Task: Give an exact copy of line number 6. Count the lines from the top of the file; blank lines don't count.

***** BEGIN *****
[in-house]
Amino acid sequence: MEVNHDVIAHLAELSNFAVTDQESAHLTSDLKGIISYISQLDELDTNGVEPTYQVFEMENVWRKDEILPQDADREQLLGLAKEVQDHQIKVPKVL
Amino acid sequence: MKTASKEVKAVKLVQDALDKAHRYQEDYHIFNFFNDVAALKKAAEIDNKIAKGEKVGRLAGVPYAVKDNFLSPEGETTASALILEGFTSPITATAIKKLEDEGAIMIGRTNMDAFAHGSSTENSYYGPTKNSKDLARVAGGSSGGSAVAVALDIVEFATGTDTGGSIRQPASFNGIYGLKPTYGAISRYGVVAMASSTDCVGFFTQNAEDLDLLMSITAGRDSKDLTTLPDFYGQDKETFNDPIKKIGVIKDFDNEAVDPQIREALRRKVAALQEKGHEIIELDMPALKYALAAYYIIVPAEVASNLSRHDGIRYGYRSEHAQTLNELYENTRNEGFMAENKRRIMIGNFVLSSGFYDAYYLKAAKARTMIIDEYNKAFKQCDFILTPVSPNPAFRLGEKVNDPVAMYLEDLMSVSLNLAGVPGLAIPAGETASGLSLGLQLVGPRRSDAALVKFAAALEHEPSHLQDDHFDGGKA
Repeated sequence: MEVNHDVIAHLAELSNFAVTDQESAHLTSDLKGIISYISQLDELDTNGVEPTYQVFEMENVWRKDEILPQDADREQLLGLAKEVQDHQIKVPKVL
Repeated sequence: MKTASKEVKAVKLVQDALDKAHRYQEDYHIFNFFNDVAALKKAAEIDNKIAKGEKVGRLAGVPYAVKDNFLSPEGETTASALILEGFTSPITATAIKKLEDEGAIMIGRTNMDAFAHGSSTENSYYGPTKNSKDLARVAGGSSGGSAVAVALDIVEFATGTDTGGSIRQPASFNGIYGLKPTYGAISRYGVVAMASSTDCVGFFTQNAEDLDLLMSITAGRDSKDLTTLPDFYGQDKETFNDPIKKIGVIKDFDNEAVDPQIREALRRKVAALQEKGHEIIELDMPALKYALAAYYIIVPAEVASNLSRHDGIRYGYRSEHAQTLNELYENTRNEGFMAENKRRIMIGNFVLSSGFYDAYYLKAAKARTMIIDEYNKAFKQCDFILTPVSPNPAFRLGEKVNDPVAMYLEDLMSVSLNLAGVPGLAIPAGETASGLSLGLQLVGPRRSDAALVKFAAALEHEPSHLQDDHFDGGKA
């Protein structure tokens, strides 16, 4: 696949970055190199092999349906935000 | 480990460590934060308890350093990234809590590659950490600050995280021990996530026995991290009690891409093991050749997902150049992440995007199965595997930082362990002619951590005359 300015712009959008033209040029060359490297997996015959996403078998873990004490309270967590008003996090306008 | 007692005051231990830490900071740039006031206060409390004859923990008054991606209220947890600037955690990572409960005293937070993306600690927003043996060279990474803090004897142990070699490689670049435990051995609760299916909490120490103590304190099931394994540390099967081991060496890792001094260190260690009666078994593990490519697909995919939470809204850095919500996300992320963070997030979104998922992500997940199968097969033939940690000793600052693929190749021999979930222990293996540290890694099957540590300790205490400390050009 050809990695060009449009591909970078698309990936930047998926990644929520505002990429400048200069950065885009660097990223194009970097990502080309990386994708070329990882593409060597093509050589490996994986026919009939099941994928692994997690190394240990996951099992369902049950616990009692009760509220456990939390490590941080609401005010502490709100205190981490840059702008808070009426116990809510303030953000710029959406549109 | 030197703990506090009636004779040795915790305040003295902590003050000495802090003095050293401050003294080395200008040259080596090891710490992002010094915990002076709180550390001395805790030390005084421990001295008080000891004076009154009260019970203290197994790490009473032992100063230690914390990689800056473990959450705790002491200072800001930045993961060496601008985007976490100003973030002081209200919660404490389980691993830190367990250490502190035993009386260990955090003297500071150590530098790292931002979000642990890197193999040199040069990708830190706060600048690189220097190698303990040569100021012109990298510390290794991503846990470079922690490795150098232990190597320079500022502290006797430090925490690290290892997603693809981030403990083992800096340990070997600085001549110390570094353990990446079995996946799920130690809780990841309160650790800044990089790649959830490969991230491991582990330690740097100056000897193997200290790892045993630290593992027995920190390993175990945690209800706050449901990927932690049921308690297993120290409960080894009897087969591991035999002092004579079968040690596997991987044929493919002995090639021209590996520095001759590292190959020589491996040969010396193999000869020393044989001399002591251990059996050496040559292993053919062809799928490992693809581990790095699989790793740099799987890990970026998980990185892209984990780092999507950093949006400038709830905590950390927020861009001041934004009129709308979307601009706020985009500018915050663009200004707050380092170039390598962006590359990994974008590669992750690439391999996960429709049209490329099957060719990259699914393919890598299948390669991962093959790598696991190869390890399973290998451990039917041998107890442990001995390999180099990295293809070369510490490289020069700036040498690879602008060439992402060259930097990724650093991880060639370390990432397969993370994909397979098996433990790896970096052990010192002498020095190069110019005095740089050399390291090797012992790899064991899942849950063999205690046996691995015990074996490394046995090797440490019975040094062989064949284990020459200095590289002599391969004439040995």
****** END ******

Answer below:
């Protein structure tokens, strides 16, 4: 696949970055190199092999349906935000 | 480990460590934060308890350093990234809590590659950490600050995280021990996530026995991290009690891409093991050749997902150049992440995007199965595997930082362990002619951590005359 300015712009959008033209040029060359490297997996015959996403078998873990004490309270967590008003996090306008 | 007692005051231990830490900071740039006031206060409390004859923990008054991606209220947890600037955690990572409960005293937070993306600690927003043996060279990474803090004897142990070699490689670049435990051995609760299916909490120490103590304190099931394994540390099967081991060496890792001094260190260690009666078994593990490519697909995919939470809204850095919500996300992320963070997030979104998922992500997940199968097969033939940690000793600052693929190749021999979930222990293996540290890694099957540590300790205490400390050009 050809990695060009449009591909970078698309990936930047998926990644929520505002990429400048200069950065885009660097990223194009970097990502080309990386994708070329990882593409060597093509050589490996994986026919009939099941994928692994997690190394240990996951099992369902049950616990009692009760509220456990939390490590941080609401005010502490709100205190981490840059702008808070009426116990809510303030953000710029959406549109 | 030197703990506090009636004779040795915790305040003295902590003050000495802090003095050293401050003294080395200008040259080596090891710490992002010094915990002076709180550390001395805790030390005084421990001295008080000891004076009154009260019970203290197994790490009473032992100063230690914390990689800056473990959450705790002491200072800001930045993961060496601008985007976490100003973030002081209200919660404490389980691993830190367990250490502190035993009386260990955090003297500071150590530098790292931002979000642990890197193999040199040069990708830190706060600048690189220097190698303990040569100021012109990298510390290794991503846990470079922690490795150098232990190597320079500022502290006797430090925490690290290892997603693809981030403990083992800096340990070997600085001549110390570094353990990446079995996946799920130690809780990841309160650790800044990089790649959830490969991230491991582990330690740097100056000897193997200290790892045993630290593992027995920190390993175990945690209800706050449901990927932690049921308690297993120290409960080894009897087969591991035999002092004579079968040690596997991987044929493919002995090639021209590996520095001759590292190959020589491996040969010396193999000869020393044989001399002591251990059996050496040559292993053919062809799928490992693809581990790095699989790793740099799987890990970026998980990185892209984990780092999507950093949006400038709830905590950390927020861009001041934004009129709308979307601009706020985009500018915050663009200004707050380092170039390598962006590359990994974008590669992750690439391999996960429709049209490329099957060719990259699914393919890598299948390669991962093959790598696991190869390890399973290998451990039917041998107890442990001995390999180099990295293809070369510490490289020069700036040498690879602008060439992402060259930097990724650093991880060639370390990432397969993370994909397979098996433990790896970096052990010192002498020095190069110019005095740089050399390291090797012992790899064991899942849950063999205690046996691995015990074996490394046995090797440490019975040094062989064949284990020459200095590289002599391969004439040995």